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Saturday, 13 December 2014 00:00

Daily Rickson interview series 2 of 24: What is wrong with the existing rules?

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Shannon Edmonds Photography Shannon Edmonds Photography http://shannonedmondsphotography.com/

Today in the our Rickson Interview Series Rickson describes us what is wrong with the current tournament rules for Brazilian Jiu-Jitsu.

BJJ Legends: Interviewer: So lets talk about the rules then a little bit because this is obviously something that is a concern to you and you feel it's at the heart of what the problem is currently at least in jujitsu, where the division lies and an element of the artistic aspect. The rules as they exist now, do you feel that they facilitate or promote stalling?

Rickson: Definitely, I feel like the rules are a big problem for us today. Because the intention of the rules are the best, but people start to use the rules in their favor to become more confident to get the medal. So they start to develop, within the rule, situations to be legal and still be able to keep the pace under control. I feel like this is completely against the actual progressive aspect of the fight. So the rules, I mean, I don't want to reinvent the wheel, so the classic points will stay.

The advantage has to go, because the advantage is a very gray area which now they are being used by the top fighters as a point. It's like imagine basketball game where the ball in the rim counts or a soccer game where the ball on the post counts. So people are not going to be paying attention more to making the basket. They will, if anything, touch the ring, okay, it's a point, so they start to play with this kind of advantage as a solid point. And sometimes, you see a ten-minute fight be decided by one advantage. So that kind of downgrades our expectations in terms of action. So by taking that advantage off, keeping the points, the real points on and also penalizing stalling by warning, minus a point, minus two points and DQ, we completely give the athlete the compromise to move, to act, instead of just waiting in a holding position which has no purpose in real life. We develop, we push him to keep moving and if he's in a bad position, make sure to get out of there. If in a good position, make sure you escalate, but you cannot just stall and just jeopardizing the sport, the patience of the audience and so on. So the sport has to be a continuous dynamic action. So I feel like that adjustment in the rules, you create a different, progressive, dynamic fight, which is better for everyone.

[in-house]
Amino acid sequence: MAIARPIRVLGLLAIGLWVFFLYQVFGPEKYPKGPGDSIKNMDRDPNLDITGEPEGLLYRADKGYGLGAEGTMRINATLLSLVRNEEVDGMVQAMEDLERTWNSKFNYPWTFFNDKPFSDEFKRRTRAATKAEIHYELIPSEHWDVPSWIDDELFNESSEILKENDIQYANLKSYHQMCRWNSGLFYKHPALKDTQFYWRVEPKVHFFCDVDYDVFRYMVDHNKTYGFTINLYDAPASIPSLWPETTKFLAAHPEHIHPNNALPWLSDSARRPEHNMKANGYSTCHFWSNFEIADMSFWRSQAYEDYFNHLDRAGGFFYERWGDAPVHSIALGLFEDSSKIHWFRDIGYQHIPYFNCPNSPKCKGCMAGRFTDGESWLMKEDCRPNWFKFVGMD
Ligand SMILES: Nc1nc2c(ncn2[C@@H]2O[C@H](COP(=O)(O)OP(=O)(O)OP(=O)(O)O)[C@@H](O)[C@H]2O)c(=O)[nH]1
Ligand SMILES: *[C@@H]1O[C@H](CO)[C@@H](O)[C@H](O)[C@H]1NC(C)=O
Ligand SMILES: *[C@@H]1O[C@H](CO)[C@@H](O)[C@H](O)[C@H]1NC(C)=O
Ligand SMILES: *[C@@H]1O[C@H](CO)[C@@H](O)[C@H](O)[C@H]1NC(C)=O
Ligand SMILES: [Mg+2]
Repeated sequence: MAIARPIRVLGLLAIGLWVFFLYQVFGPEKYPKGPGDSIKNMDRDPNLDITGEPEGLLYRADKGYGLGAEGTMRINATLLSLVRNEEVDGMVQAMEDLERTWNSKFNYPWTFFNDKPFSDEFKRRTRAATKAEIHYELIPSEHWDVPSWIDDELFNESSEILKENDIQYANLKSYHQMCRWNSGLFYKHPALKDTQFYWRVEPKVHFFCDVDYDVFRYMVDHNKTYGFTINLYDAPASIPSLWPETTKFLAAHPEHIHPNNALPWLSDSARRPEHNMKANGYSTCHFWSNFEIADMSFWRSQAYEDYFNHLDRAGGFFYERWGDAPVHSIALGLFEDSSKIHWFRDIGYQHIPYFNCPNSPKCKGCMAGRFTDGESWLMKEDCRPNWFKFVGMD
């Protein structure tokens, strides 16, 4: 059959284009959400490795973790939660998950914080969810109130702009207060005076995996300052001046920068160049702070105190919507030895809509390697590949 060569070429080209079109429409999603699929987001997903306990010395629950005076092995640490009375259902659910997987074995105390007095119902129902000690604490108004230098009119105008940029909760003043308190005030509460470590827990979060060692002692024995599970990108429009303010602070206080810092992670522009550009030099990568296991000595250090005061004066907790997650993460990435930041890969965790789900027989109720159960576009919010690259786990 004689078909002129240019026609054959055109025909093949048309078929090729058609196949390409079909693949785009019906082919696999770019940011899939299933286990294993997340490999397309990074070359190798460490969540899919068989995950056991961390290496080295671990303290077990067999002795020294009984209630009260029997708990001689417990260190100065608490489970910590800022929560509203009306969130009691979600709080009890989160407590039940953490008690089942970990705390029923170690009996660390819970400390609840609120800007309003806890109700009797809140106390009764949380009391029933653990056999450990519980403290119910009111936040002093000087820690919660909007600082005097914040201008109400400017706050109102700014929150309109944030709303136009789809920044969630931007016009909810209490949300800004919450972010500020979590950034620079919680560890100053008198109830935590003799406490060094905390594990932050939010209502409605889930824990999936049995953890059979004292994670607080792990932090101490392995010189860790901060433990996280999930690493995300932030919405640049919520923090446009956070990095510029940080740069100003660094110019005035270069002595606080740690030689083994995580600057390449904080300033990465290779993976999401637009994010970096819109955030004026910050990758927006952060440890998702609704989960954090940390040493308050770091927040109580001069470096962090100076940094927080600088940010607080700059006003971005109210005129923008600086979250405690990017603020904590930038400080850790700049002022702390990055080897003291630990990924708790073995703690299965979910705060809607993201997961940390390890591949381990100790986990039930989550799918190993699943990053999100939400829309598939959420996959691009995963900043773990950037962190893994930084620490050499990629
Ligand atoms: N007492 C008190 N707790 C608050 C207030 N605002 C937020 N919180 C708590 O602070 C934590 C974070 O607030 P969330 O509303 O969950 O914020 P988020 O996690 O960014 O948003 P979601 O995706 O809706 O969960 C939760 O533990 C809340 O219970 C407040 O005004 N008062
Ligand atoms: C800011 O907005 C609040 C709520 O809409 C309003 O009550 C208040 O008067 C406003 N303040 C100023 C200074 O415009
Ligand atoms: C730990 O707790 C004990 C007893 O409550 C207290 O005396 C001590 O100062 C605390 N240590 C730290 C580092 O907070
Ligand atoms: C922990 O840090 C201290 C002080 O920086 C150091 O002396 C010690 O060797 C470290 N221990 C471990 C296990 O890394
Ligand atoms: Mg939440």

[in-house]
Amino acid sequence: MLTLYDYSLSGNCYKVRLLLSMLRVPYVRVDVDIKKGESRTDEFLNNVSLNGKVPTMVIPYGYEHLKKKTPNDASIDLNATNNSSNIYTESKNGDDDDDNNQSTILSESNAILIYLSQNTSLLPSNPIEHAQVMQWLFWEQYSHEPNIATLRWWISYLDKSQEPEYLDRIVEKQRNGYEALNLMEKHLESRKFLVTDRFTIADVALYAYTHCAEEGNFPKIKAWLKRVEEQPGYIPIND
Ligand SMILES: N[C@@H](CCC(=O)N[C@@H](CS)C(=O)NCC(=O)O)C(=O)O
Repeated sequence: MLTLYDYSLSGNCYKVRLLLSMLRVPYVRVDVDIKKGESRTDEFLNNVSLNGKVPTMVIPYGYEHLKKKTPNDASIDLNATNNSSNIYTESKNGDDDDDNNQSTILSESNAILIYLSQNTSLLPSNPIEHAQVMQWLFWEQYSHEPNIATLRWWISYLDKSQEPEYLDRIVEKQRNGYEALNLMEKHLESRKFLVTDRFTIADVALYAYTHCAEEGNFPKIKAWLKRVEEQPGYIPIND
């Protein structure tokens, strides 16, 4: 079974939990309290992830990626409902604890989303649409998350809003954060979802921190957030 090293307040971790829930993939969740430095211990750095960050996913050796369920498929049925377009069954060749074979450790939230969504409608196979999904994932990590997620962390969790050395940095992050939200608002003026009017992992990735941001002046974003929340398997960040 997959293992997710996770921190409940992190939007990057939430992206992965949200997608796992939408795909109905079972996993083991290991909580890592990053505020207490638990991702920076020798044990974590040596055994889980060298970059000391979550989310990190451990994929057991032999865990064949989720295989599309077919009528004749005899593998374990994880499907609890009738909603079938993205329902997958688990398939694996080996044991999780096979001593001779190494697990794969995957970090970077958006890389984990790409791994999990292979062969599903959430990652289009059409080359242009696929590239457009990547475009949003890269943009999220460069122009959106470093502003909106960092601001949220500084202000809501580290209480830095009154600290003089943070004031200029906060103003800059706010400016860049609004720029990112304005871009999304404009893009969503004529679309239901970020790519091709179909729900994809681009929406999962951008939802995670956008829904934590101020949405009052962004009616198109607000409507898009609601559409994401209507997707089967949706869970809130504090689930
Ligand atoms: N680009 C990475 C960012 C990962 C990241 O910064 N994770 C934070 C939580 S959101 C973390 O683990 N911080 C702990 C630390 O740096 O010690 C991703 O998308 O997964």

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Read 1536 times Last modified on Sunday, 14 December 2014 23:07

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